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Kelly Martin, left, and Hamed Qahri-Saremi, right, are faculty members in the Colorado State University College of Business.
Seeing a spy balloon hovering above your house would be disconcerting, but what about carrying one in your pocket every day?
“A surveillance balloon can look at our physical movements and sensitive strategic locations such as nuclear facilities – and that physical piece is so much more salient to people than the information that can be gathered by their phones,” said Kelly Martin, a Colorado State University professor of marketing who is an expert on data privacy. “But in some ways, apps like TikTok can obtain information that is more potentially violating, sensitive and personal than a surveillance balloon overhead, watching our physical movements.”
Concerns about TikTok are only growing. A bipartisan group of senators have introduced a piece of legislation that would allow the federal government to block technology produced by six countries that have adversarial relationships with the U.S. – among them China, the country where TikTok parent company ByteDance is headquartered.
Federal employees have already been told to delete the app from their government-owned phones, and TikTok CEO Shou Zi Chew is slated to testify before Congress on March 23 to discuss the company’s privacy and security practices.
But banning the app wouldn’t be a simple matter: It has an estimated 80 million active users in the U.S. alone, a vast majority of whom are between the ages of 16 and 34.
“There’s a huge economy depending on apps like TikTok that draw advertising revenue,” said Hamed Qahri-Saremi, an assistant professor of computer information systems at CSU whose research focuses on social media behaviors. “That’s why the privacy laws aren’t there yet, but increasingly, the public’s opinion is changing.”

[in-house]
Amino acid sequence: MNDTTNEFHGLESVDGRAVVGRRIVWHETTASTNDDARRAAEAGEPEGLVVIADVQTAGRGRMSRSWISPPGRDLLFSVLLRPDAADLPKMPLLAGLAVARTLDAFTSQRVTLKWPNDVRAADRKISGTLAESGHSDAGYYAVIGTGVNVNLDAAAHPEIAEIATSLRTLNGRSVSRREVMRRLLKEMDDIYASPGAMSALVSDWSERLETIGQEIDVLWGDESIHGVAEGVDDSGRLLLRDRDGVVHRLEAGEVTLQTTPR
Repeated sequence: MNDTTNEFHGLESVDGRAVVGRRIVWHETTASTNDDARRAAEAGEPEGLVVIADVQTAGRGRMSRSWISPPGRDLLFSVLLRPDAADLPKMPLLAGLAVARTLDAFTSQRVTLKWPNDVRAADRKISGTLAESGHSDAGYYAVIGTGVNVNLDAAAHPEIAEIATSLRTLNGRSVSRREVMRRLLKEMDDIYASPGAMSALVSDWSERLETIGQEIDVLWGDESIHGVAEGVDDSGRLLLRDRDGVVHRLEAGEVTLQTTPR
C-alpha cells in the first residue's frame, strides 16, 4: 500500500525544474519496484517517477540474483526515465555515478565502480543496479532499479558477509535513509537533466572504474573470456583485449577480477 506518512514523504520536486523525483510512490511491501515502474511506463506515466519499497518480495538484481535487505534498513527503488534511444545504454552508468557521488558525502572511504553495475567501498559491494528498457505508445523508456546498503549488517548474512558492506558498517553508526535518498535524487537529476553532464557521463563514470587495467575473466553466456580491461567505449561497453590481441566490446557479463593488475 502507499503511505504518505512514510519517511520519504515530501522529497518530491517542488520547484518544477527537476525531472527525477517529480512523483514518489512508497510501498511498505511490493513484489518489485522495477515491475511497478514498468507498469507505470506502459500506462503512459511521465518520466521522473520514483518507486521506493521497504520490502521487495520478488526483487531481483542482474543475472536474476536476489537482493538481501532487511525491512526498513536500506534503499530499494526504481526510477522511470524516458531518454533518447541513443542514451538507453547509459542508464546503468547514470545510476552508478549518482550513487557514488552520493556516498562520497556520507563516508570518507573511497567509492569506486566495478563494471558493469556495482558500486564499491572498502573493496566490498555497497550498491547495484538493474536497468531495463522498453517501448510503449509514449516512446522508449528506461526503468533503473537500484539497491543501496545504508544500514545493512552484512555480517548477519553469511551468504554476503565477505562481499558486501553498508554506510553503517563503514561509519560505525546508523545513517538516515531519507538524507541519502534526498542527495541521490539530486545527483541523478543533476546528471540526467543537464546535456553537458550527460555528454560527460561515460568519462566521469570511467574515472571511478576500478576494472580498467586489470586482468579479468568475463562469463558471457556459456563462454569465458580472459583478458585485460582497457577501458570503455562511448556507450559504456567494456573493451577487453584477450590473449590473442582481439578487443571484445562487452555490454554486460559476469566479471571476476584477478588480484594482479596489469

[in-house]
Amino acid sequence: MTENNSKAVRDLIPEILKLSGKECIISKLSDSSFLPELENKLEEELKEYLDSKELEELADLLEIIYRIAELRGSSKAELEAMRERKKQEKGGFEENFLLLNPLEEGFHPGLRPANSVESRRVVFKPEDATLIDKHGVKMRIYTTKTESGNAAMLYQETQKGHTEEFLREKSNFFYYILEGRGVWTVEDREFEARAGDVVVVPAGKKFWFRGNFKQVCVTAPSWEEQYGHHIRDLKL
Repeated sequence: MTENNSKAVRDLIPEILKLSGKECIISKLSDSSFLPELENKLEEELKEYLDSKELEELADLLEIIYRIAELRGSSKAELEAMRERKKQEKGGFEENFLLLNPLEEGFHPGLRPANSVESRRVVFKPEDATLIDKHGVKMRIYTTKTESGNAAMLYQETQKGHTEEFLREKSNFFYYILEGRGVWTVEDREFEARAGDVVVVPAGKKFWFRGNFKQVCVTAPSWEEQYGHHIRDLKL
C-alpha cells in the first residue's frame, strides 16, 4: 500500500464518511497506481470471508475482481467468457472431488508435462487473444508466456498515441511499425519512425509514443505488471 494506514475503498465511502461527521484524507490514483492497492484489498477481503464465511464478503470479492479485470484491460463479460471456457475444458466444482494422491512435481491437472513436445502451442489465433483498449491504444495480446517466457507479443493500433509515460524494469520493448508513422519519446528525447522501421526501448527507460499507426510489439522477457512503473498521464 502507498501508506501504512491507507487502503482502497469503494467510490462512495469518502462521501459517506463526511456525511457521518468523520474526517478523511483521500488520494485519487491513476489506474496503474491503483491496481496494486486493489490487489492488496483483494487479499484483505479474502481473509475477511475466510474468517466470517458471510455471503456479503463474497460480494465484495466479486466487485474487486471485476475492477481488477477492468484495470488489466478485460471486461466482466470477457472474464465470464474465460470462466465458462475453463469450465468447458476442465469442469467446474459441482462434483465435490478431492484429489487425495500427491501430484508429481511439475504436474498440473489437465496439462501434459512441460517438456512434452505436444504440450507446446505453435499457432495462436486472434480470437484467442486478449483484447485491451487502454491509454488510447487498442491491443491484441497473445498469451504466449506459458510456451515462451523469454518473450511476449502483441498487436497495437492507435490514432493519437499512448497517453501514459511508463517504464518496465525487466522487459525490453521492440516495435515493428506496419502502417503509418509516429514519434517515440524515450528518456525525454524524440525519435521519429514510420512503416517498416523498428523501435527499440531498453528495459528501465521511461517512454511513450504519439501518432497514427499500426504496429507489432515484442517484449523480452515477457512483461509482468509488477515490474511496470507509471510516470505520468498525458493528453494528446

Qahri-Saremi and Martin spoke to SOURCE about the controversy surrounding TikTok, the threat of misinformation and whether any of our data online is truly safe.
What is TikTok and how is it different from other social media apps?
TikTok is a short-video sharing platform that allows users to post and share content. Like other social media platforms, it monitors everything from which creators a user follows to the videos they engage with to the location and contact information that’s stored on your phone. Compared to other similar social media apps, TikTok collects more data, some of which unbeknown to the users.
“TikTok’s content is meant to keep you hooked and actively using the app as long as possible,” Martin said. “It infers all sorts of things about you to make sure you continue to engage, and that’s incredibly powerful. It can learn about you and your lifestyles and interests – things you might not even want other people to know about you.”
U.S.-based competitors like Instagram Reels or YouTube Shorts also collect data about their users, but the key distinction is the fact that TikTok is a Chinese company, and that means they play by the Chinese government’s rules and intentions.